Recent tax reform legislation changes allowing for payment of K-12 tuition were on a federal level, and the tax consequences of using 529 Plan:  A state-sponsored, tax-advantaged college savings program established under and operated in accordance with IRC §529 to help save for qualified education expenses. for elementary or secondary education tuition expenses will vary depending on state law and may include recapture of tax deductions received from the original state as well as penalties. The Account Owner:  The individual or entity signing the Application and establishing an Account or any successor to such individual or entity. References in this Glossary to “you” or “your” mean the Account Owner in such capacity. should consult with a tax or legal advisor before using the Plan:  The LoneStar 529 Plan, which is a 529 Plan. for K-12 tuition.

If you are a non-resident of Texas, you should consider whether your home state, or your Beneficiary:  The individual identified by the Account Owner whose qualified education expenses are expected to be paid from the Account or, for Accounts owned by a state or local government or qualifying tax-exempt organization (otherwise known as a 501(c)(3) entity) as part of its operation of a scholarship program, the recipient of a scholarship whose qualified education expenses are expected to be paid from the Account. Any individual may be the Beneficiary of an Account, including the Account Owner.

A government entity or 501(c)(3) not-for-profit organization can establish an Account to fund scholarship programs without designating a Beneficiary at the time the Account is established.
home state, offers residents any tax or other state benefits, such as financial aid, scholarships, and/or protection from creditors, that are only available for participants in that state’s 529 Plan:  A state-sponsored, tax-advantaged college savings program established under and operated in accordance with IRC §529 to help save for qualified education expenses. You may wish to contact your home state’s 529 plan(s) to learn more about those plans’ features, benefits, and limitations. Keep in mind that state‑based benefits should only be one of many appropriately weighted factors to be considered when deciding whether to open an Account:  A savings trust account established by an Account Owner pursuant to the Savings Trust Agreement for purposes of investing in one or more portfolios. Accounts are part of the Plan and are held in the name of the Plan on behalf of and for the benefit of the Account Owners and the Beneficiaries. You should consult your financial, tax, or other advisor to learn more about any state‑based benefits or any limitations that might apply to your specific circumstances.

An Eligible Educational Institution:  Accredited post-secondary educational institution offering credit toward a bachelor’s degree, an associate’s degree, a graduate-level or professional degree, or another recognized post-secondary credential that is eligible to participate in certain federal student financial aid programs. Certain proprietary institutions, foreign institutions, and post‑secondary vocational institutions are also included, as are certain specified military academies. is any accredited college, university, or vocational school that is eligible to participate in certain federal financial aid programs under the Higher Education Act of 1965, including some foreign institutions. To determine whether the school your Beneficiary:  The individual identified by the Account Owner whose qualified education expenses are expected to be paid from the Account or, for Accounts owned by a state or local government or qualifying tax-exempt organization (otherwise known as a 501(c)(3) entity) as part of its operation of a scholarship program, the recipient of a scholarship whose qualified education expenses are expected to be paid from the Account. Any individual may be the Beneficiary of an Account, including the Account Owner.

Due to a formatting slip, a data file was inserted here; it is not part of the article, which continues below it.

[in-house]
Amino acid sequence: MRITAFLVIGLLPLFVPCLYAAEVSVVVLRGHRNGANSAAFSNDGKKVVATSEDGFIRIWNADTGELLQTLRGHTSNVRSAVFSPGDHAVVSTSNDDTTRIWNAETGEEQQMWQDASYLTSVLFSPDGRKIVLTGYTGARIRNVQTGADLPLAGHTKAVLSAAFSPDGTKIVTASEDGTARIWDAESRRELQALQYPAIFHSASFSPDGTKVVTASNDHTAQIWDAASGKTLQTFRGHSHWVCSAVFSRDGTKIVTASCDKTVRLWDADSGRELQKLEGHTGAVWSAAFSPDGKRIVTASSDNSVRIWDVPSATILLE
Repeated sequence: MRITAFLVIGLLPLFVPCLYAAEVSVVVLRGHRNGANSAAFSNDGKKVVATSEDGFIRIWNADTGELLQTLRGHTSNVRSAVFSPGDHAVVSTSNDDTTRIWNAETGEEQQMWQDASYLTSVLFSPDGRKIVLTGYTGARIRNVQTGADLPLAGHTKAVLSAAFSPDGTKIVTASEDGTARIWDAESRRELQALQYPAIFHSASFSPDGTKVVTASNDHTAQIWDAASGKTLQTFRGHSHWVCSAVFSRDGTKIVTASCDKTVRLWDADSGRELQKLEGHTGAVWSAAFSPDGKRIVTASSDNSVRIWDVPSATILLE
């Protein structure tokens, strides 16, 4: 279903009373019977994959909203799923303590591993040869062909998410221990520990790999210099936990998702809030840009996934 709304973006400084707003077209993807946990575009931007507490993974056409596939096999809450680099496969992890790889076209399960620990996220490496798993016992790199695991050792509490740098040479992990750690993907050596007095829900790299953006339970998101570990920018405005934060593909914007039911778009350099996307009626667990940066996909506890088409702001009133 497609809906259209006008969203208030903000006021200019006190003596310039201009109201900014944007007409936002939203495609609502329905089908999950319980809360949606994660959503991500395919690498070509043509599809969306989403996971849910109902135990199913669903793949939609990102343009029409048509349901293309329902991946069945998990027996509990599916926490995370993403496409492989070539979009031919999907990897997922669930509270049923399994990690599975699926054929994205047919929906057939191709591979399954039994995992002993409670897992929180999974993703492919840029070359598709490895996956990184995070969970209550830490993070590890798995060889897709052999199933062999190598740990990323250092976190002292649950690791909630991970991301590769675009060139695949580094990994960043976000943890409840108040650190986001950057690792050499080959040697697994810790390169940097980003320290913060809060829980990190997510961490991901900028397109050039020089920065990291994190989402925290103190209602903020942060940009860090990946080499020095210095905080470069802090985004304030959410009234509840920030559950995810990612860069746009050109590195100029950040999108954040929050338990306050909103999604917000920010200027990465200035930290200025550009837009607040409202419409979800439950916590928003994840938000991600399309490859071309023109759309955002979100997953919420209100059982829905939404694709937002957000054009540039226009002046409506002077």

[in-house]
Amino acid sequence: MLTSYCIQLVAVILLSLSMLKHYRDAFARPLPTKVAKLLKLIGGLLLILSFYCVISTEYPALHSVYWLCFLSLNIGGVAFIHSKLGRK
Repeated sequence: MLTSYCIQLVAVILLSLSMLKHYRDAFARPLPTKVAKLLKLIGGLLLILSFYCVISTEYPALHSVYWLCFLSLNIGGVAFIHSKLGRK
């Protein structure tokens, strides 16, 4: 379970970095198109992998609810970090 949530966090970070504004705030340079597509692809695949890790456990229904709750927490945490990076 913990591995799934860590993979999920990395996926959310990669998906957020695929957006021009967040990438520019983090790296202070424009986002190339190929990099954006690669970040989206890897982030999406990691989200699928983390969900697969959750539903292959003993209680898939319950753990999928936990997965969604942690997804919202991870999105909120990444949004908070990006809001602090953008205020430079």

A government entity or 501(c)(3) not-for-profit organization can establish an Account to fund scholarship programs without designating a Beneficiary at the time the Account is established.
might attend is included, please visit the Federal Student Aid website at www.studentaid.gov

Section 529:  Section 529 of the Internal Revenue Code specifies the requirements for qualified tuition programs (529 Plans). of the Internal Revenue Code defines Qualified Education Expenses:  Undergraduate and graduate tuition, fees, books, supplies, and equipment required for a beneficiary’s enrollment or attendance at an eligible educational institution. The term includes computers and peripherals, software (except for non-educational sports, games, or hobby software), and internet service if used primarily by the beneficiary while enrolled at an eligible educational institution. Expenses for special needs services incurred in connection with enrollment or attendance at an eligible educational institution are also included in the definition. Qualified education expenses can also include:

• reasonable room and board for beneficiaries who are enrolled at least half-time at an eligible educational institution;
• fees, books, supplies, and equipment necessary to participate in a registered apprenticeship program;
• the repayment of up to $10,000 (lifetime per student) in student loans for the beneficiary or the beneficiary’s sibling; and
• K-12 tuition for a public, private, or religious school (up to $10,000 per year per beneficiary), although the tax consequences of using a 529 plan for elementary or secondary education tuition expenses will vary depending on state law and may include the recapture of tax deductions received as well as penalties. You should consult a tax or legal advisor before using the plan for K-12 tuition.